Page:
The Hybrid Promise, Revisited

Can you still hear the old native vs. hybrid debate? I can’t. It bores me. It bores me because the arguments are the same that they were 3 years ago. However, I can’t afford to ignore this just because it bores me. So I find myself dealing with this every so often. It usually goes like this:

Manager: “Thanks for joining our team. We need someone experienced to accompany our new high profile, mission critical project. This is our first mobile App, so it must be a success! We spoke to <global consultancy company> and they suggested we develop a hybrid App, since our in-house developers have experience with web development. Six of our best developers are currently in a 5-day intensive training getting up to speed with HTML5, CSS3 and JavaScript.”

I: “Your App looks quite complex, have you assessed the architectural drivers to see if hybrid is the right choice for this project?”

Manager: “Sure, this is our architecture” (hands me a sheet of paper with some data services, some mobile device pictures and some boxes that describe an App running in a WebView)

I: “Well, this is not an architecture.” (I really enjoy this moment a lot, since most managers are happy they got such a crappy n-tier diagram at all. I take a couple of seconds to enjoy the manager’s face expression)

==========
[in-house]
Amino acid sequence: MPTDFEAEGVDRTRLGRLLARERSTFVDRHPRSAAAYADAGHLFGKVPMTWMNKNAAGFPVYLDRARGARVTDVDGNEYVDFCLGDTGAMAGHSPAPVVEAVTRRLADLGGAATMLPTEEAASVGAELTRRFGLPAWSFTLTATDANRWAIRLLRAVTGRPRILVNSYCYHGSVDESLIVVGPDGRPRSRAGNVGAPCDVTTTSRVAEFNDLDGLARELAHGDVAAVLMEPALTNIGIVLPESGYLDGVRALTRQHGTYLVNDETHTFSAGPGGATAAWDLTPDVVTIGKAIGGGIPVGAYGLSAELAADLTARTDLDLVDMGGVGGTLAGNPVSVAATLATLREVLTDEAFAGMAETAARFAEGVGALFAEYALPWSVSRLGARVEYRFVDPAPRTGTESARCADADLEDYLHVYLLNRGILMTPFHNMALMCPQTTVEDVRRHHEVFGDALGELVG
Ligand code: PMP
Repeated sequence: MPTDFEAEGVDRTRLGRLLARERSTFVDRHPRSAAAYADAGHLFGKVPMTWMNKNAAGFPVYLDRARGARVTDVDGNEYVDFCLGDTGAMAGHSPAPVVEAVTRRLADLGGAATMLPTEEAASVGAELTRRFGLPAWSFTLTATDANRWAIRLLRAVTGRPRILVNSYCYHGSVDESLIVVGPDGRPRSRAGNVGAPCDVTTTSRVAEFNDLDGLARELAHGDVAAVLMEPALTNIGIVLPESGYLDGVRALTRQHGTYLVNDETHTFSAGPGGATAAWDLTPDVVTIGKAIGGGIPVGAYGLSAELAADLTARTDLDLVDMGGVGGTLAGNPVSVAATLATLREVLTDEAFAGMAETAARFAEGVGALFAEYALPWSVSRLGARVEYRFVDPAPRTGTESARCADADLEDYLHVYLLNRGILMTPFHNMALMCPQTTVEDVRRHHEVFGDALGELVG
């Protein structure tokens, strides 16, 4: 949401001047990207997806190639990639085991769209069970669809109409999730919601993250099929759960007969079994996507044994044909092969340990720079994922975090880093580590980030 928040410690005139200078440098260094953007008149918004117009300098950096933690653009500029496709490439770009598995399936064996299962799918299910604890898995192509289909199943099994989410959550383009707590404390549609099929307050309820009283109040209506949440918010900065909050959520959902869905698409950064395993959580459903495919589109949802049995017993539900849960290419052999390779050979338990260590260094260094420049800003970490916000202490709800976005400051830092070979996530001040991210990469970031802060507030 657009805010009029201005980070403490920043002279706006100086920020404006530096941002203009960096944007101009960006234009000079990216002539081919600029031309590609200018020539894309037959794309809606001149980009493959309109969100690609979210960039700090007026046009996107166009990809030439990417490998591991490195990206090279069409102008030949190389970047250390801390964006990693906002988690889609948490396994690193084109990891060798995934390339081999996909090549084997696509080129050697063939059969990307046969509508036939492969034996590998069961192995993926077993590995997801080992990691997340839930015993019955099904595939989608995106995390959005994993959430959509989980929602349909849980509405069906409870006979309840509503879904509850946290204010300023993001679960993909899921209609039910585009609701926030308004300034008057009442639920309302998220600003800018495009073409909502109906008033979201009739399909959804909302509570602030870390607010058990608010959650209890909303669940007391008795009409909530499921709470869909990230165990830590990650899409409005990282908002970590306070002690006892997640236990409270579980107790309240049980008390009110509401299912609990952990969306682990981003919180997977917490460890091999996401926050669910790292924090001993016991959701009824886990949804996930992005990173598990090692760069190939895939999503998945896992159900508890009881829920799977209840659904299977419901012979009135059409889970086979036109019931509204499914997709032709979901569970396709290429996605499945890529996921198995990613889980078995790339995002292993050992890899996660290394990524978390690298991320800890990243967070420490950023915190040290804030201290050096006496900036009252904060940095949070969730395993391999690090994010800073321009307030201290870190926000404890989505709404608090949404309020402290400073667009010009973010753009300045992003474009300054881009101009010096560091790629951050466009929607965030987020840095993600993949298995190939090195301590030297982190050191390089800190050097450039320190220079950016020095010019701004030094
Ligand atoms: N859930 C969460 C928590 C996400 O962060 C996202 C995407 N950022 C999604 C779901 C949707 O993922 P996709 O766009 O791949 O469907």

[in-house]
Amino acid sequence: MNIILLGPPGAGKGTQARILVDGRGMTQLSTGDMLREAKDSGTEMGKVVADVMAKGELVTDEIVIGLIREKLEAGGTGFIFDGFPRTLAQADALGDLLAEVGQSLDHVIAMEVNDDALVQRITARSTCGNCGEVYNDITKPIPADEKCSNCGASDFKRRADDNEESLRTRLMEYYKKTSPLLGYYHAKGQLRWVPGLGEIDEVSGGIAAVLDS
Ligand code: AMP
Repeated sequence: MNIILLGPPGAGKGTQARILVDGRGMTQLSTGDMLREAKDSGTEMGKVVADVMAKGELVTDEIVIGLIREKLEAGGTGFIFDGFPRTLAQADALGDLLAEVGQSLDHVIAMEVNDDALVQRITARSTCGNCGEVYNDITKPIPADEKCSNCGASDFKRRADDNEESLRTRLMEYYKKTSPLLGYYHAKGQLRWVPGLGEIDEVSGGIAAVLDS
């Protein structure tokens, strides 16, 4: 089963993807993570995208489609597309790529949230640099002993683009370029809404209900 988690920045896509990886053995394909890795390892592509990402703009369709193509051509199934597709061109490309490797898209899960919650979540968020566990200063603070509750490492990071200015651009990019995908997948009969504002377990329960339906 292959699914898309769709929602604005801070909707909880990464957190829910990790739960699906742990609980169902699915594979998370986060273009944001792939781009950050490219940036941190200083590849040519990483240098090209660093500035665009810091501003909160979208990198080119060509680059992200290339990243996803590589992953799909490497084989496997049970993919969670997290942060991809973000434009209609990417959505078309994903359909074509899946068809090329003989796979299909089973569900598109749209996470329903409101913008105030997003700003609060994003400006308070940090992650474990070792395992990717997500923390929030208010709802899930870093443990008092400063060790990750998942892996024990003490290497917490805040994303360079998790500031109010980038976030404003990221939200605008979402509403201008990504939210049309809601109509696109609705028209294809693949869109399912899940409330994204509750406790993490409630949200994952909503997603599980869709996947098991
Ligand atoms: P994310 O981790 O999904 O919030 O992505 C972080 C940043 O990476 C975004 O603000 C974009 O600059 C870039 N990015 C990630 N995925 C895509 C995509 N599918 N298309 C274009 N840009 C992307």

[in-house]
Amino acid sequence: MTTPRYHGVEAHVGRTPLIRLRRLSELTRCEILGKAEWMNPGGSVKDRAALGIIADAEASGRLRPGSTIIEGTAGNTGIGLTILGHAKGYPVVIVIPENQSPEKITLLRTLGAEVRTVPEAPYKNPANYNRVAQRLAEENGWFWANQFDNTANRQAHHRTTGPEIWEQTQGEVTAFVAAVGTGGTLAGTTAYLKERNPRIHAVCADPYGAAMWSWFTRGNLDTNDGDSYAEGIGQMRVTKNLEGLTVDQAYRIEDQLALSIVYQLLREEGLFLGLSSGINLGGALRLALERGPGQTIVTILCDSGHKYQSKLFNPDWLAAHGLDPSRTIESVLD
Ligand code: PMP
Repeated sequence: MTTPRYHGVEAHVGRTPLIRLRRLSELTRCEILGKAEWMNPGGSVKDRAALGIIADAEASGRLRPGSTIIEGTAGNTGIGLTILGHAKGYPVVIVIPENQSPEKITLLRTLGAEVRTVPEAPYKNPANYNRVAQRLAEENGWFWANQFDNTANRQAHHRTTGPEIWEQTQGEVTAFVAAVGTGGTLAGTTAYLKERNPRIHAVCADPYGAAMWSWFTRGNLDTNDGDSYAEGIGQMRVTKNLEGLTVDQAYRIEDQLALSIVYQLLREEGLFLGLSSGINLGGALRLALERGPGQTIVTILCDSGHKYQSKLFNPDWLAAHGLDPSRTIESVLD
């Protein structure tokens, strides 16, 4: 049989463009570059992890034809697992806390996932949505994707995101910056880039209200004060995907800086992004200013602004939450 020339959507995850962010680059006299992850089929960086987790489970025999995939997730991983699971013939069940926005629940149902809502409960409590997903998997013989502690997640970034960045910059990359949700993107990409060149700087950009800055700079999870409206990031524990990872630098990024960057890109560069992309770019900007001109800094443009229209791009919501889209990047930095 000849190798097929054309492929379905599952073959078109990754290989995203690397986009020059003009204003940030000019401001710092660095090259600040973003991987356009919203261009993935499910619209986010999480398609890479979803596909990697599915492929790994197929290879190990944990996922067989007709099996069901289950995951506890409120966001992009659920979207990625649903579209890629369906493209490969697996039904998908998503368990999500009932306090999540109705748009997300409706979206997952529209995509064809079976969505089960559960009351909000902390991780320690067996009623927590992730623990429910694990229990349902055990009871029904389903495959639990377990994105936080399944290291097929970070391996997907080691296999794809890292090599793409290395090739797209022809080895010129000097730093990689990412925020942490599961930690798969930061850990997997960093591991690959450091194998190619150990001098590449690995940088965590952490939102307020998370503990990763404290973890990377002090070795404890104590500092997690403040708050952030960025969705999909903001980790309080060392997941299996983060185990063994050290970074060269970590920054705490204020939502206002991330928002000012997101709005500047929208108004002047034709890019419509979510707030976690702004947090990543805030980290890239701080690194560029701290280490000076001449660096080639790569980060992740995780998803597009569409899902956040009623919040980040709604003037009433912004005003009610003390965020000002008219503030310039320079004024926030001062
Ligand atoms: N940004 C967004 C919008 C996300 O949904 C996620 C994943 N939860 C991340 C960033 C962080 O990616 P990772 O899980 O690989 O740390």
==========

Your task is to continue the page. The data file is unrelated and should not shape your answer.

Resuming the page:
Manager: “What do you mean? This is our architecture. We have a DB layer here and our services here and the hybrid application over there running on the mobile devices!”

I: (Keep waiting for a few more seconds, since I know he is going to say it in 3.. 2.. 1..)

Manager: “Ahh look, I know what you mean. We have chosen to use framework XY because we will have a model-view-controller architecture in the App!”.

I: “Ok I see. However, a framework is not an architecture, it’s just a tool. And MVC is not an architecture either, it’s a design pattern widely misunderstood and over-rated. Architecture is about intent. What is the intent of your App?”

Manager: “It’s a shopping App. You can see that in our architecture. We have a frontend that the user operates to search for items, add them to a shopping cart and place an order. We have services for managing the user’s account, place orders and process payments.”

I: “This still is not an architecture. You could use the exact same boxes to describe a pizza ordering App or an App for calling a cab.”

Manager: (starting to sweat) “So what the heck is our architecture then?”

I: “Every App has an architecture, whether you actively craft it or not. In this case you haven’t yet, so I can’t tell you what your architecture is. However I can work with you guys to help you get there. It would have been good to do this before committing to a hybrid approach and framework XY and sending your developers to a training though.”

Manager: “Why is that? It can’t be wrong to follow a hybrid approach. It allows us to write the code once for all platforms, so we get things done faster and cheaper.”

I: “So how many platforms do you want to deliver the App to?”

Manager: “All relevant iOS and Android phones and tablet devices. Windows Phone will potentially follow later.”